INDYCAR’s president of competition and operations has a message for any manufacturers interested in joining Chevrolet and Honda as an engine source: Come on in, the water’s fine.
In fact, Jay Frye said, the opportunity that presents itself in the next few years arguably has never been better.
The five-year plan that Frye initiated, which began in 2016 and technically runs through 2020, is making the point of entry to the Verizon IndyCar Series simpler and less expensive than it would have been the past couple of years. The aero kits for Honda and Chevrolet are “frozen” this season – meaning the designs will be the same as they were in 2016 – and at a press conference last week at the North American International Auto Show in Detroit, Frye spoke about how the series will share a universal new body style in 2018 and beyond.
It means original equipment manufacturers – or OEMs, which is industry shorthand for auto companies – won’t have to absorb the extra cost of developing and producing an aero kit after this season. Additionally, the perception would be that a new OEM starting this season would be well behind Chevrolet and Honda, because those two already have substantial experience with the aero kits. Having one new body and aero package for all cars beginning next season not only would save a new OEM money, but would allow it to enter INDYCAR in a more competitive environment.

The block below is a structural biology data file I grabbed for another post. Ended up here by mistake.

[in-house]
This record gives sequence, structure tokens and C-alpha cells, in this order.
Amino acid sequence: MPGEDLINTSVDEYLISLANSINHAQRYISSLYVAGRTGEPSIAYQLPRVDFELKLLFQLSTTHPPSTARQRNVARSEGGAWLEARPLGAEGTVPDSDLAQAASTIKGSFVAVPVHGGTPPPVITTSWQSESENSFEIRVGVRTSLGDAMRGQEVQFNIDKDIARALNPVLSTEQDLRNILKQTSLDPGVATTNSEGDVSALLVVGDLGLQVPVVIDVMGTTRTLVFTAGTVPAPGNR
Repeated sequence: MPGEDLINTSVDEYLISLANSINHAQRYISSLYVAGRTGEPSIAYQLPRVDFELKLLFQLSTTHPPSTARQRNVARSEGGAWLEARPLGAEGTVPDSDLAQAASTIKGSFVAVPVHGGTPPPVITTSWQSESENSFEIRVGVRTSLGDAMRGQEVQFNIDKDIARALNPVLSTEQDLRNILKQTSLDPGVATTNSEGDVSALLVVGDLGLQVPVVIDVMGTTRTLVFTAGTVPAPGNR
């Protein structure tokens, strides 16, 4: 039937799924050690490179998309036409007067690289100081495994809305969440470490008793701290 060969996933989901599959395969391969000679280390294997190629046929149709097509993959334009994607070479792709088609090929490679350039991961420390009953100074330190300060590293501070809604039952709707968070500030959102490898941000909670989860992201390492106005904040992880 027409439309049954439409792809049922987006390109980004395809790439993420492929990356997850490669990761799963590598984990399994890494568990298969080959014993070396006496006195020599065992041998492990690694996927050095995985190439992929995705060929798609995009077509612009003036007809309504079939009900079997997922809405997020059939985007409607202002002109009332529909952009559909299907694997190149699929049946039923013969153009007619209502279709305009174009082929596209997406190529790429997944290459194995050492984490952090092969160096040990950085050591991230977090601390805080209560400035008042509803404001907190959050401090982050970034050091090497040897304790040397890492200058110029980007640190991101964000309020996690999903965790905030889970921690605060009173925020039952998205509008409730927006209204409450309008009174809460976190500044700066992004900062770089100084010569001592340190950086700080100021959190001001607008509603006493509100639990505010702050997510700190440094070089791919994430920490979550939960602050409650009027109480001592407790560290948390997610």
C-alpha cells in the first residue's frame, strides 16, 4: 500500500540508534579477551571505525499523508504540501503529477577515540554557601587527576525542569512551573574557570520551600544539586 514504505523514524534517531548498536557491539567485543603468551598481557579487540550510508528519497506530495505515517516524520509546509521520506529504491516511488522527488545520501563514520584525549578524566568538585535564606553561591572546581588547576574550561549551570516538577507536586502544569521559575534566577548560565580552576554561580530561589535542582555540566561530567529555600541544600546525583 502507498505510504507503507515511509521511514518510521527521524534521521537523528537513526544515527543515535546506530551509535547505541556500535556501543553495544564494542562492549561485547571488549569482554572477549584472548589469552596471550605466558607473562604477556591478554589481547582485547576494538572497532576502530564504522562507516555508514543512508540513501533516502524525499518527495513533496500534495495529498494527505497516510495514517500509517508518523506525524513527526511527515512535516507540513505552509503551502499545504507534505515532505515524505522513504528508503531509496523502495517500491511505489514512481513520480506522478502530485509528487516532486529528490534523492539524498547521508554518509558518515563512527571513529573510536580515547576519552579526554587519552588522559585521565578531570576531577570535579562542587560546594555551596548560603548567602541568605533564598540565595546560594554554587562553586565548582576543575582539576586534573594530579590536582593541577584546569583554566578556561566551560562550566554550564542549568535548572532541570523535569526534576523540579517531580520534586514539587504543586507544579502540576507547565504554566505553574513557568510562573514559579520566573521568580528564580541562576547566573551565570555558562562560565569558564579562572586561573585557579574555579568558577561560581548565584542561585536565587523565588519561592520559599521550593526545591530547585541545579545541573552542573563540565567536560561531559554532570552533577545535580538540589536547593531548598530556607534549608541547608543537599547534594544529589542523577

Why does Frye want at least one more manufacturer? Multiple reasons, one of the most important being that the current two engine manufacturers do, too. Each brings its own advertising and publicity initiative, and so would a new OEM, which helps raise the profile of every aspect of the sport.
Another reason: “There’s always a risk of someone leaving,” he said. Nobody wants a series with only one engine supplier.
So what’s ideal? Three? Four? “With four,” Frye said, “there would certainly be a ‘wow’ factor. But three would certainly be manageable – three manufacturers, eight cars apiece, that would be great.”
Make no mistake – INDYCAR is on firm ground with Chevrolet and Honda. But interest from others is out there, Frye said.
“We share a great deal of our plans with the OEMs,” Frye said. “We tell them, ‘If we do this, would this make you interested in coming over? And if not, why not?’
“There is enthusiasm to help us, which is great. At the end of the day, does that mean they’re going to sign up? No. But have we eliminated some hurdles for them to come in? Now we’ve just got to go to work,” Frye said. “We’re going to take it out to them in the next couple months and see what's possible.”
And when might the Verizon IndyCar Series see a new OEM? Frye said 2018 “would be a stretch, 2019 would certainly be possible.
“But again, if somebody wanted to come in, then we would do everything we could to accelerate it as quickly as we could. Again, we have two great partners now with Chevrolet and Honda. They understand it’s important to the series and the league to have a third or fourth partner, and they’re very actively participating in it with us.”